Wednesday, May 1, 2019

Loosing the Arm of Unforgiveness - Martin Wiles

Instead, be kind to each other, tenderhearted, forgiving one another, just as God through Christ has forgiven you. Ephesians 4:32 NLT

She saw him coming across the room. One who had made her life a living hell. 

Corrie ten Boom and her sister, Betsie, languished in prison until Betsie died. Shortly thereafter—later discovered to be through of a clerical error—authorities released Corrie. One week later, soldiers killed all the women her age. 

After her release, Corrie traveled over Holland and Europe telling of her experience. On one occasion, while speaking in Munich, she saw one of the Nazi guards from Ravensbruck coming toward her with a smile on his face. “How grateful I am for your message, Fraulein. To think that, as you say, He has washed my sins away,” he said.

He thrust his hand toward Corrie, but her arm felt as if glue held it to her side. She had to utter several prayers, asking God to help her forgive him, before she could bring herself to return his gesture. But when she did, something astounding happened.

In The Hiding Place, Corrie writes, “As I took his hand the most incredible thing happened. From my shoulder along my arm and through my hand, a current seemed to pass from me to him, while into my heart sprang a love for this stranger that almost overwhelmed me.”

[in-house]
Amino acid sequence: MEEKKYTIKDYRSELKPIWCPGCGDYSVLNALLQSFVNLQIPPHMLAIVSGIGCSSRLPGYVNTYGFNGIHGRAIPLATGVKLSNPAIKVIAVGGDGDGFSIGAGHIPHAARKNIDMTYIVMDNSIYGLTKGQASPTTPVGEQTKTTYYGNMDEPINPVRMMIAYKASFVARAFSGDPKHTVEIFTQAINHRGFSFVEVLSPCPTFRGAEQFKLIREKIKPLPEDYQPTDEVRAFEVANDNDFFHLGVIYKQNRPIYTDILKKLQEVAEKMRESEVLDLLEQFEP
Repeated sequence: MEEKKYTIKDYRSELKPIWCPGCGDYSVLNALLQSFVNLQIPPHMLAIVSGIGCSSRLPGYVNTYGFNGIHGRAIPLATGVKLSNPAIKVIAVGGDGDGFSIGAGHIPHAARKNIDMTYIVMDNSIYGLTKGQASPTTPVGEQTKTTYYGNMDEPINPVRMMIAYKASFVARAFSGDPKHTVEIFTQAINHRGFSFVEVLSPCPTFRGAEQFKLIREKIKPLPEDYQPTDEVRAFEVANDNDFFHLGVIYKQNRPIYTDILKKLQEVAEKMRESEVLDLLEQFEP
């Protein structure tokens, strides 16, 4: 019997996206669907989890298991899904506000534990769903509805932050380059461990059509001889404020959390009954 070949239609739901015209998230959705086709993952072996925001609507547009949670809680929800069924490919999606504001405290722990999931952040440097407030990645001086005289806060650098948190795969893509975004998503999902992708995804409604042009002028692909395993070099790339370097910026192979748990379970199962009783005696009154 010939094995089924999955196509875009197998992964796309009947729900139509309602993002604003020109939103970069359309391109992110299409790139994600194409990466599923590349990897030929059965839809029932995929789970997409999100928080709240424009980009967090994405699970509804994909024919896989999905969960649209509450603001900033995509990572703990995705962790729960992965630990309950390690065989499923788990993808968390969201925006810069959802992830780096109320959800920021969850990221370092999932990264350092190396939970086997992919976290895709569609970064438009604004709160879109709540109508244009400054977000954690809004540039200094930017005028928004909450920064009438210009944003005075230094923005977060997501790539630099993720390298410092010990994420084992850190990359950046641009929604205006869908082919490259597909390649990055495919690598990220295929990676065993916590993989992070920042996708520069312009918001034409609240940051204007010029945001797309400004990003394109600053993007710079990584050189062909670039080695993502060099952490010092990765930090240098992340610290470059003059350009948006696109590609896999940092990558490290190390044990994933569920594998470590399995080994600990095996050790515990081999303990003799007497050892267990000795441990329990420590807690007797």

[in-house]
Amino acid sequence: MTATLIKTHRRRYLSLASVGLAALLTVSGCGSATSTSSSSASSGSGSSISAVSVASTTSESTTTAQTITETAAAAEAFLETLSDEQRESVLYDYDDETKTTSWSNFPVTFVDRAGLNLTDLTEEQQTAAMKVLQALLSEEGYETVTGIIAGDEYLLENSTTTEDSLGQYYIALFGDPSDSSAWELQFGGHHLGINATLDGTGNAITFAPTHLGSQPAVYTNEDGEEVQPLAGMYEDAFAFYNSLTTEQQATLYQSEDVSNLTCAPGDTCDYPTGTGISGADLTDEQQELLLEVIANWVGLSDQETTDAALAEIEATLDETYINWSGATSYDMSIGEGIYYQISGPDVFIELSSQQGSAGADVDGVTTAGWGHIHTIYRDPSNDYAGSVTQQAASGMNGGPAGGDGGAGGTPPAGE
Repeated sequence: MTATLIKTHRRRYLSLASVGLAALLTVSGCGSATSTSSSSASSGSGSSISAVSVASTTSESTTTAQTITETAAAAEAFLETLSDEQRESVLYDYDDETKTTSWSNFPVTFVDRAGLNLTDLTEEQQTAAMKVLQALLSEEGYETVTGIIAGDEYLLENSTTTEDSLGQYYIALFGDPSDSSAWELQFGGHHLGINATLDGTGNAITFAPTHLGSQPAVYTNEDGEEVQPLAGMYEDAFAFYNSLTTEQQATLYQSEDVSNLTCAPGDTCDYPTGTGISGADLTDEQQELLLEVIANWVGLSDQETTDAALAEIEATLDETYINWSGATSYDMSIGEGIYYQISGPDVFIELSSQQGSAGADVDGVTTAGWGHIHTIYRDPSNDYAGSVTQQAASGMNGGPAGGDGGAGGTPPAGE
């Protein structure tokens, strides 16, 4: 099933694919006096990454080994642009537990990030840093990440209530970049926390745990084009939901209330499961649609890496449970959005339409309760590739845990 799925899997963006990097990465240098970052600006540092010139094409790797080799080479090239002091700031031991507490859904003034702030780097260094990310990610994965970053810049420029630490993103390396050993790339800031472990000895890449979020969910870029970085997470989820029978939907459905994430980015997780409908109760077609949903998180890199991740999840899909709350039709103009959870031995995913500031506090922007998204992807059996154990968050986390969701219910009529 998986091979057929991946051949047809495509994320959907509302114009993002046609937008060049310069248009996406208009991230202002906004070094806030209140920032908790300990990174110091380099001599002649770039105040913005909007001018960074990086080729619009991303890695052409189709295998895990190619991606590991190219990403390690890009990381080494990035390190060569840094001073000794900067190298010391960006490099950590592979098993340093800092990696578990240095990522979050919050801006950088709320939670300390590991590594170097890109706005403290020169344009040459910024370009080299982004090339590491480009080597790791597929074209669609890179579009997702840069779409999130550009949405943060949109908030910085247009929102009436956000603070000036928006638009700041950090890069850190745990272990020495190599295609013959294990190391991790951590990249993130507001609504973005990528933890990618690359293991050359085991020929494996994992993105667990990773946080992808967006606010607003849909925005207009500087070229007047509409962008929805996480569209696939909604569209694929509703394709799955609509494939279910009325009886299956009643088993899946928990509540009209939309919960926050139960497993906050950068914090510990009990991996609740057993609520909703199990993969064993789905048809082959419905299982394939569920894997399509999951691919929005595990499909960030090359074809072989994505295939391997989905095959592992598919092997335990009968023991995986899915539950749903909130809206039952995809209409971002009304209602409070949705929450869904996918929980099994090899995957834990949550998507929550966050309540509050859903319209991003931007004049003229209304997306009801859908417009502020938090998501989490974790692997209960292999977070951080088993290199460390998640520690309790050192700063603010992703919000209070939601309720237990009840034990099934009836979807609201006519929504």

Corrie experienced the joy of forgiveness—the kind Paul said believers should give.

The basis of our forgiveness is God’s forgiveness. When we ask—and no matter how often we ask—God is always willing to forgive. A significant part of His nature is love, and love demands forgiveness. When I’ve been forgiven by God, I’ll understand how ludicrous it is for me to refuse to forgive someone else, no matter how deeply they’ve hurt me.

Forgiveness is never easy and may require repeating. Forgiveness releases someone from a debt they owe us because of a wrong they’ve committed against us.

Forgiving the infraction doesn’t mean we place our stamp of approval on what they’ve done—or that they shouldn’t suffer consequences for their actions.

Peace results when we forgive. In fact, forgiveness benefits us more than it does the person we’re forgiving. Jesus said He came to bring peace. He also wants us to live abundantly. Both states of being require a regular habit of releasing those who harm us—physically, emotionally, and even spiritually.
With God’s help, forgive those who have wronged you.

Tweetable: Are you extending an arm of forgiveness?

Prayer: Father, as You have forgiven us, so help us to forgive others. 

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